Rat Races Everywhere

Image credit: https://www.pexels.com/@denniz-futalan-339724

Image credit: https://www.pexels.com/@denniz-futalan-339724

Travel to Belize and Guatemala and you'll see a lot of people living happily on what more developed countries might see as very little.

Upon seeing them, you may remark that people actually don't need much for contentment and that it's wrong for more developed countries to emphasize consumerism and the rat race. Envying what appears to be a simpler life, some people may even jump off the treadmill of their current lives and move there.

We're not giving the locals enough credit.

People in developing countries are not less driven by consumerism and advancement than people in more developed countries—and they're not necessarily happier, either. To say so is to consider them simple, which is rather paternalistic.

Yes, Belizeans and Guatemalans feel content with less than people in more developed countries. And yes, it's misguided to seek happiness in material goods.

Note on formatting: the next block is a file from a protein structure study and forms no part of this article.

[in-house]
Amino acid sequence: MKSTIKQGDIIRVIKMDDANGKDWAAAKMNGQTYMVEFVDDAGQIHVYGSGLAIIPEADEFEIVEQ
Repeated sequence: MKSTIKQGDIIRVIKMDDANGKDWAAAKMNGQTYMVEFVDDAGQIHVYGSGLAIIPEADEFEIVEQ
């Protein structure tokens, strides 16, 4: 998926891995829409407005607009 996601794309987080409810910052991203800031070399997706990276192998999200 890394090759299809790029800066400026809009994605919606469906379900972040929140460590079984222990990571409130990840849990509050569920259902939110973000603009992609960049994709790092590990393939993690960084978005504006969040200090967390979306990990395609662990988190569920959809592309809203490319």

Yet here's the rub: People from less developed areas want more, too.

Belizean locals don't compete with people in the United States—they compete with people in their towns. Similarly, you don't compete with the wealthiest neighborhood in your area—you compete with the people in your own neighborhood. It's not a competition between the "haves" and the "have nots"—it's one competition among the "haves" and another competition entirely among the "have nots."

The striving is called "keeping up with the Joneses," not "keeping up with the Rockefellers." Unless, that is, you're a Carnegie.

You can't claim stakes on the quality of striving and competing. You can't sigh and say that if you were just from another place and culture, your life would be simpler, less competitive, and less stressful.

The only way to live a simpler life is to resolve to live a simpler life. It's a head game. You choose to participate in the rat race. You decide to compete. (And before you call competition a basic instinct, I'll remind you that our brains have frontal lobes that give us self control, planning, reasoning, and abstract thought—unlike other mammals.)

You can rise above it. You can choose to focus on what makes you happy--and not on what other people have.

You can opt out of the rat race.